Saturday, December 19, 2015

Traveling to the Hill Country

Traveling the Hill Country                                                   12/20/15

Micah 5:2-5, Luke 1:39-46


Background to Micah Reading:

          --his name means:  Who is like God?

          --prophesies during the Late 700’s, includes predictions of

                   Fall of Samaria in 722, and judgment of the people

                   during Hezekiah’s rule in 700.

          --3 Eras of Prophets:  Assyria, Babylon, Persia

          --Other Assyrian era prophets:  Jonah, Amos, Hosea, Isaiah

          --His 3:12 prophesy is quoted by people defending Jeremiah


During Advent, we remember two comings, that first coming of Jesus, when he was born in a cave outside of Bethlehem, as well as the second coming of Jesus, at the end of the age, when he reveals himself as King of kings and Lord of lords, glorious and One with the Father.

Bethlehem was a small city in the Hill Country of Judah, about 5 miles outside of Jerusalem.  Its original name was Ephrathah, given to it in the time of Jacob, with its meaning “fruitful”.  Bethlehem means “House of Bread”.  How fitting that the place where the Bread of Life was born was named the House of Bread, the place where the Vine of Life was born was named Fruitful.

Micah proclaims that it is this small clan of Bethlehem out of which the Messiah will proceed.  It is out of smallness that the ultimate power of God will come.  Strength comes not from the big city of Jerusalem, but rather, the small town of Bethlehem.

The Messiah’s lineage can be traced to this small town.  Bethlehem will be exalted because out of it is born the Savior.  The Messiah from Bethlehem will rule over Israel, and his origins are from eternity.  The modern translation says “from of old, from ancient times”, but it really means ‘before the creation’, and the same exact phrase is used in Proverbs 8:22-23, when wisdom proceeds to humanity from eternity.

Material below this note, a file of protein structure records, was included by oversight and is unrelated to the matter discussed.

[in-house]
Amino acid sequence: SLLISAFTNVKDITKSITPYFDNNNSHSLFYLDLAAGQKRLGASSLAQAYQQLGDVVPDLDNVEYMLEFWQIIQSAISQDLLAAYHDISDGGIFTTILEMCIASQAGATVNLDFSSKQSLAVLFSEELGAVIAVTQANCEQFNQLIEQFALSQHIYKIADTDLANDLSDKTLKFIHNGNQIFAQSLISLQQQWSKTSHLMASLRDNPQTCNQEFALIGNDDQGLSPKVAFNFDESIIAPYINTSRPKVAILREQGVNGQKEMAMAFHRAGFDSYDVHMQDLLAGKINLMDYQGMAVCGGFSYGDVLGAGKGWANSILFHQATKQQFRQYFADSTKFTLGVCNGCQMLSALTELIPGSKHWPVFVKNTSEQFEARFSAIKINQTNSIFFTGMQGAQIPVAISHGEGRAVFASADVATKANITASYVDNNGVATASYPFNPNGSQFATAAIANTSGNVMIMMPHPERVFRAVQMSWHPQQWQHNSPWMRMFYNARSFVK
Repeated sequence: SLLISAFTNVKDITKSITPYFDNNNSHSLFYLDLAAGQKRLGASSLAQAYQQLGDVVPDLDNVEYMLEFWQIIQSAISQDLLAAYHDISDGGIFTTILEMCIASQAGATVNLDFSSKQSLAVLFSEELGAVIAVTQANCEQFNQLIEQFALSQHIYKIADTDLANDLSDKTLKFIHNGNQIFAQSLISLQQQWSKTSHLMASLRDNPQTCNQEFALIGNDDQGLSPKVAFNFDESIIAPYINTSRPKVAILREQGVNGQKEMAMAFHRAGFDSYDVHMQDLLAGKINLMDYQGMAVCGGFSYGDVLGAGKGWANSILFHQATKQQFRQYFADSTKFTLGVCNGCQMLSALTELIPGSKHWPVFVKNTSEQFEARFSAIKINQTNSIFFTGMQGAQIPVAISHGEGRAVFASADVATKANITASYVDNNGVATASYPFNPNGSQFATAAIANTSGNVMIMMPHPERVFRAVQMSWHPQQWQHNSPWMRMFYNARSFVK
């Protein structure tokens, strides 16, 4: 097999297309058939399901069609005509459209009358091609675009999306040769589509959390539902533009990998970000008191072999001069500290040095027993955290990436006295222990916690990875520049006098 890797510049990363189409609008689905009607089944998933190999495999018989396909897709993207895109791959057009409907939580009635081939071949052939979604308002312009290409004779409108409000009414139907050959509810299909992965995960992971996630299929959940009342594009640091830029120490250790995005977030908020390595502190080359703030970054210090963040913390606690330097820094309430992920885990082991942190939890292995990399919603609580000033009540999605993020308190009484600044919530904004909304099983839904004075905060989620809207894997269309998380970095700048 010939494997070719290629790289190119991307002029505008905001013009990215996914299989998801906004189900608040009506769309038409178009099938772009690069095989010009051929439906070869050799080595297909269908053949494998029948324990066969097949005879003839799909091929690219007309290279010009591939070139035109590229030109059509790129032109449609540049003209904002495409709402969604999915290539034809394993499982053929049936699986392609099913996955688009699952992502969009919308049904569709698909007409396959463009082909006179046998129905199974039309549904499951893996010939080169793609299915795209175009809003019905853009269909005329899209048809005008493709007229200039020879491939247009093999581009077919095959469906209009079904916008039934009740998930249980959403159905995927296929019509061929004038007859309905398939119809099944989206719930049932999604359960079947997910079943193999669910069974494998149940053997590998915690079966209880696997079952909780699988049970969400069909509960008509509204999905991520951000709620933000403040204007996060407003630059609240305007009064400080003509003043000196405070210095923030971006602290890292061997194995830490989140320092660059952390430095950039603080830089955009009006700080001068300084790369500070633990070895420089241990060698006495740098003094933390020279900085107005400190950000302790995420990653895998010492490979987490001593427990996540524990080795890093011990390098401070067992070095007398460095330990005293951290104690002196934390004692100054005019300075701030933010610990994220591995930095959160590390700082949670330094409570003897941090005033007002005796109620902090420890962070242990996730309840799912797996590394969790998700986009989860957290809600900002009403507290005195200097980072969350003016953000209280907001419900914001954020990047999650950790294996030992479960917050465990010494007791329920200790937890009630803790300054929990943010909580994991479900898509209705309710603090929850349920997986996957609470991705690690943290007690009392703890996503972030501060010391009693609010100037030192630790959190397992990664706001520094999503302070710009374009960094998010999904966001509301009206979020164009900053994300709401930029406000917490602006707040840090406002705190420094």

C.F. Keil reminds us “man is bound to time and in his mode of thought, can only picture eternity as time without end”
(Keil, Commentary on the OT:  Minor Prophets.  Eerdmans, Grand Rapids.  1982.  pg. 480)
Eternity is not only time without end, but also time without beginning.  The Messiah that is comes out of Bethlehem is from eternity.

The Messiah enters human history by way of the small town of Bethlehem.

One thousand years before the Messiah came by way of this small town, a young shepherd named David watched over the fields outside Bethlehem.  He was destined to Jerusalem, anointed King by Samuel after being called in from the fields.

Bethlehem was on the highway.  It was a popular stop on the way to Egypt, and to the ancient city of Hebron.  There was an Inn there.  No, really, there was.

And there was also a cave outside the Inn.  This cave was used as a stable.

The Messiah would come to rule the world, by way of Bethlehem.  The Messiah would shepherd his people with strength.  The sheep would be secure.  The Shepherds greatness would reach the ends of the earth.  The Shepherd would be their peace.

The Messiah is from the family line of David the King.  David could not fulfill God’s justice, though he did love God with all of his heart.  The Messiah would come to rule the world; with truth and grace.  He would be our peace.